MUMBAI: Tata Steel expects steel demand to revive next fiscal and grow six to eight per cent with the new government driving investments in the infrastructure sector.
Impacted by economic slowdown, steel demand grew just 0.5 per cent to 54 million tonnes in the first nine months of the current fiscal.
Investment sentiments turned negative due to high lending rates, hitting investments in real estate and infrastructure projects, which consumes 60 per cent steel produced in the country.
The automobile sector, which account for 20 per cent of steel consumption, is also facing turbulent times.
Speaking to Business Line, TV Narendran, Managing Director, Tata Steel said steel demand, which is generally a reflection of GDP (gross domestic product) growth, has lagged this fiscal due to overall economic condition.
“Tata Steel would continue to grow ahead of the industry as it will add one million tonne of capacity for the next few years with expansion in Jamshedpur ramping up and three million tonne plant in Odisha project going on stream,” he said.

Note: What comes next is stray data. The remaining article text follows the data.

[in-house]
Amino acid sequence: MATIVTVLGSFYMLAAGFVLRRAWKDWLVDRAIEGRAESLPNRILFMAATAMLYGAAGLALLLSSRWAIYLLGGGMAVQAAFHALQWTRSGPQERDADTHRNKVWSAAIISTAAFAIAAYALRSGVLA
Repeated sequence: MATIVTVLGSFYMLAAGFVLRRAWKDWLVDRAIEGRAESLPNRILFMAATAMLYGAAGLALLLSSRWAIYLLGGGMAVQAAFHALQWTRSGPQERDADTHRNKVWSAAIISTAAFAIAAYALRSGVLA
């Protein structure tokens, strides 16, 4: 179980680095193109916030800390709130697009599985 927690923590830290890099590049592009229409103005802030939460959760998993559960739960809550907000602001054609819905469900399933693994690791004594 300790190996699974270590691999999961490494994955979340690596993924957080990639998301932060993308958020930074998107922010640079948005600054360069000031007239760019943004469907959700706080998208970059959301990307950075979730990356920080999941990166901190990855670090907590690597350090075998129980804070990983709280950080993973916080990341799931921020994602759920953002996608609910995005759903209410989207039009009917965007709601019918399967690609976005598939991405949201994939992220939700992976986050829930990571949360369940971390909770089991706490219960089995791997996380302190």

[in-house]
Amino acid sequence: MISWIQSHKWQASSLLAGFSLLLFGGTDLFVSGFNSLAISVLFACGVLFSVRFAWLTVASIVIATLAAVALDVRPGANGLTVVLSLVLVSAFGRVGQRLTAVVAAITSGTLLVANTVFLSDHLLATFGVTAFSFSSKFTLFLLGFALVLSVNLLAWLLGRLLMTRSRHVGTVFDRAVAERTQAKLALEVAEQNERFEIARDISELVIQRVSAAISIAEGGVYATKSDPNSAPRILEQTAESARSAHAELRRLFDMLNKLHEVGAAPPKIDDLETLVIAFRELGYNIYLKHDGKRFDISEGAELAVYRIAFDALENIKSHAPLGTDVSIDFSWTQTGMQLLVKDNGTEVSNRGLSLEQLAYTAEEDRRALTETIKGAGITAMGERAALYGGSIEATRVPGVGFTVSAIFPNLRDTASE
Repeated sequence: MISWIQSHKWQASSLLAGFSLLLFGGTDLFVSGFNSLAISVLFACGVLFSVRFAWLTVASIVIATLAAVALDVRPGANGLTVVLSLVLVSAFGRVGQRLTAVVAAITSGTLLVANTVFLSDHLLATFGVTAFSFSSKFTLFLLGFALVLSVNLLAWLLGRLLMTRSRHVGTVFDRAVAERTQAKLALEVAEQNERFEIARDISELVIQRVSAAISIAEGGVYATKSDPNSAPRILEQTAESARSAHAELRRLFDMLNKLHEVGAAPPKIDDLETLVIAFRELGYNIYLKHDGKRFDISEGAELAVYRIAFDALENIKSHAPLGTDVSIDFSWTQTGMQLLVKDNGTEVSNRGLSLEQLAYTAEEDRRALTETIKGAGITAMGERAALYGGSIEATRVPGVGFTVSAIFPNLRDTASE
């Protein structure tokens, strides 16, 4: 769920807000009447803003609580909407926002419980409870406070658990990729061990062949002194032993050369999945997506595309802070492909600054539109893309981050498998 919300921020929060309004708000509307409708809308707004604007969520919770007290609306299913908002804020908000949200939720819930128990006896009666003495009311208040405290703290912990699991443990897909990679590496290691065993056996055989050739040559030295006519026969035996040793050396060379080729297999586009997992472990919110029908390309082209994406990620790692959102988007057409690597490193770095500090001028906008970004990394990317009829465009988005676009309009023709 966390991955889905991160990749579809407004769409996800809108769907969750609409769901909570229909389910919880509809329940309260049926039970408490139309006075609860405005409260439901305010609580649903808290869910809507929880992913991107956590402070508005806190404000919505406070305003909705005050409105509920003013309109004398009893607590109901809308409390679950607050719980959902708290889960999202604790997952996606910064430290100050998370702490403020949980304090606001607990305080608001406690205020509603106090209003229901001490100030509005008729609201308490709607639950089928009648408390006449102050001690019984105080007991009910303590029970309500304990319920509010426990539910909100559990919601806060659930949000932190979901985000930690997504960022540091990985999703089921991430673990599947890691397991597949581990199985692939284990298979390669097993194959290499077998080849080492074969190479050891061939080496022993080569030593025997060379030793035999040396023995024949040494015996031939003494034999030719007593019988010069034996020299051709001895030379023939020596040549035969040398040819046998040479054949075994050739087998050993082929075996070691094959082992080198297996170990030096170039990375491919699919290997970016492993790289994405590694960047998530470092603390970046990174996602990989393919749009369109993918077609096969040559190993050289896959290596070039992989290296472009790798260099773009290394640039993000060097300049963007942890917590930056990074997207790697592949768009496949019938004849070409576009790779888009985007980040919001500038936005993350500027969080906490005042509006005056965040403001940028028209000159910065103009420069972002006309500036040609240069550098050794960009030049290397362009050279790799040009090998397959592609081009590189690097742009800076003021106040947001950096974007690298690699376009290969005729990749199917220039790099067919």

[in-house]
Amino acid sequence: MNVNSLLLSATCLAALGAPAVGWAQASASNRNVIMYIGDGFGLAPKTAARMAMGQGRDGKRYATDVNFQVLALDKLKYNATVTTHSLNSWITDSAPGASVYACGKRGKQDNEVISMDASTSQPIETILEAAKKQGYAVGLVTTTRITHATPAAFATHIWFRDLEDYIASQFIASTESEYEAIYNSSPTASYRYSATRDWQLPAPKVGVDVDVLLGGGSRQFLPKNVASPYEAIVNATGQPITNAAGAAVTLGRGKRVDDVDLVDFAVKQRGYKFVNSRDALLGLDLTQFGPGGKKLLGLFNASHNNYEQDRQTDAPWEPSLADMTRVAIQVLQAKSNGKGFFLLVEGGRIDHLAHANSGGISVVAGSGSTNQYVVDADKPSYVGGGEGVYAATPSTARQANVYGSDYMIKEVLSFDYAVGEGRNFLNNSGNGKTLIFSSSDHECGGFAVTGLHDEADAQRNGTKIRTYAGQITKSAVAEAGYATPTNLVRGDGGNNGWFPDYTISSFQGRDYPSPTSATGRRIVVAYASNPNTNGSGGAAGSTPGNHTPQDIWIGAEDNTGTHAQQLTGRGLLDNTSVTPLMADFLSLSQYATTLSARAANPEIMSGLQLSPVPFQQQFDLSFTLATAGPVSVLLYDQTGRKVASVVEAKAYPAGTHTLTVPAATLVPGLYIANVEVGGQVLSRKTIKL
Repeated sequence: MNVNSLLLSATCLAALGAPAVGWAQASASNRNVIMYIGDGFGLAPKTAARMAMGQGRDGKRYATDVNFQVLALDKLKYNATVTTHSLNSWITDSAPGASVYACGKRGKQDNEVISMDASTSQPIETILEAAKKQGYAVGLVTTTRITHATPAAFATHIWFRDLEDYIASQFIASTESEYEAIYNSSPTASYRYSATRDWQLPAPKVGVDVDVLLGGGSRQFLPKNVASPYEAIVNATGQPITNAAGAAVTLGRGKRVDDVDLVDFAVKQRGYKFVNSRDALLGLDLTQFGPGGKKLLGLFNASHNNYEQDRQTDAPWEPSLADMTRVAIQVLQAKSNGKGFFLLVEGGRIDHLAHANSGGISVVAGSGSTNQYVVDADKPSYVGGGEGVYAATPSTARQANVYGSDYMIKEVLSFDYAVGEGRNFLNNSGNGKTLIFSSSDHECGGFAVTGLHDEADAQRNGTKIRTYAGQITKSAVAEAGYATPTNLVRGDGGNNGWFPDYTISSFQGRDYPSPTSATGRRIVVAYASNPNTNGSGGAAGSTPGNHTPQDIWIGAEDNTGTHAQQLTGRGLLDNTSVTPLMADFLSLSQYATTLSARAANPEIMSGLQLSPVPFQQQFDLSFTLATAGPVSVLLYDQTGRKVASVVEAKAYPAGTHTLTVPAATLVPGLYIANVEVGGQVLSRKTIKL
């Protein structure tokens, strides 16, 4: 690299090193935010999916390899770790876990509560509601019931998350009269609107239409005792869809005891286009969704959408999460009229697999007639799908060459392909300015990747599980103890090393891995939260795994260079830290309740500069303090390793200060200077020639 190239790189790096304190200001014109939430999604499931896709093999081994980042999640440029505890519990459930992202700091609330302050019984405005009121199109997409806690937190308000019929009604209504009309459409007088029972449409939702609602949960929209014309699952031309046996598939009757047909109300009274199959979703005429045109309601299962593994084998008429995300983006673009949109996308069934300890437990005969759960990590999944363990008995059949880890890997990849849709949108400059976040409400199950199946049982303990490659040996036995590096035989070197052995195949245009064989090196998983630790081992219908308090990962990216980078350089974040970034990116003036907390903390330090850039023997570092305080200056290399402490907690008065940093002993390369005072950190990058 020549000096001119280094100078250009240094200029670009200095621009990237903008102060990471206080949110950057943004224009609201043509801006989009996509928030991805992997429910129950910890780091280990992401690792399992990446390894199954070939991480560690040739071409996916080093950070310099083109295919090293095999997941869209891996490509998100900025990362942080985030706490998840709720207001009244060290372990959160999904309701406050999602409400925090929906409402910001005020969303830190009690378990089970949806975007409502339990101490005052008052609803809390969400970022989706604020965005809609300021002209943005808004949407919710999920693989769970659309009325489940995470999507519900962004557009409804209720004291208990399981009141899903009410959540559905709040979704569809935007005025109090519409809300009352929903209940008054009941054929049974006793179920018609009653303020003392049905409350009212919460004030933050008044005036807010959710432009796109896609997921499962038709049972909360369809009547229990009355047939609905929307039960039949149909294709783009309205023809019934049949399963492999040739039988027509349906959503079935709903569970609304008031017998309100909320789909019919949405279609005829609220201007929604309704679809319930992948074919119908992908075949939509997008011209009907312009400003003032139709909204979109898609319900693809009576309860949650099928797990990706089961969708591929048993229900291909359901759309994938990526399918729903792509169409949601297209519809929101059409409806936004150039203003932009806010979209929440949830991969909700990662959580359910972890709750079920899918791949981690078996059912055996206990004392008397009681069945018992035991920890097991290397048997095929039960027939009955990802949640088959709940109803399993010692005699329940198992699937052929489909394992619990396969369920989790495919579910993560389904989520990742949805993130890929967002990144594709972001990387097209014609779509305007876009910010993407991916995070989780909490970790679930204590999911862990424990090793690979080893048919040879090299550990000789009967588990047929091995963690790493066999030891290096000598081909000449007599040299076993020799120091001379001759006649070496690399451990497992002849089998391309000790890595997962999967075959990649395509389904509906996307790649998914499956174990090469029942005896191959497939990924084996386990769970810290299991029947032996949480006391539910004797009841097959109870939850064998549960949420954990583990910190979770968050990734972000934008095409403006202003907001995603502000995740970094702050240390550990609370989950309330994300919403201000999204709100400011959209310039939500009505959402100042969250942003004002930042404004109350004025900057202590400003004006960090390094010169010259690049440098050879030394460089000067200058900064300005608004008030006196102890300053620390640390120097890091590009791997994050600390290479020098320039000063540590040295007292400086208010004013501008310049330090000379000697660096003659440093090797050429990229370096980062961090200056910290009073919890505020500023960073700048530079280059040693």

Despite the overall demand slowdown, Tata Steel has managed to grow its market share by reaching out to newer segments and targeting import substitution.
There is ample opportunity to grow further as India was net importer of steel till three months back.
If the domestic demand is bad then why should India import steel, questioned Narendran.
The focus on customised high-end product along with automobile companies has helped Tata Steel improve its market share even as the entire automobile sector slowed down.
For instance, the company is setting up a continuous annealing plant in joint venture with Nippon Steel Corporation of Japan.
The plant, which will produce annealed steel for the first time in India, is waiting for a few clearances and is expected to start production any time soon, said Narendran.
Once commissioned, the plant will substitute lot of annealed steel coming from Japan and Korea.
The Kalinganagar plant in Odisha is capable of producing high-end steel.
Most of the automobile companies, said Narendran, want to localise their procurements to avoid risks associated with currency fluctuation.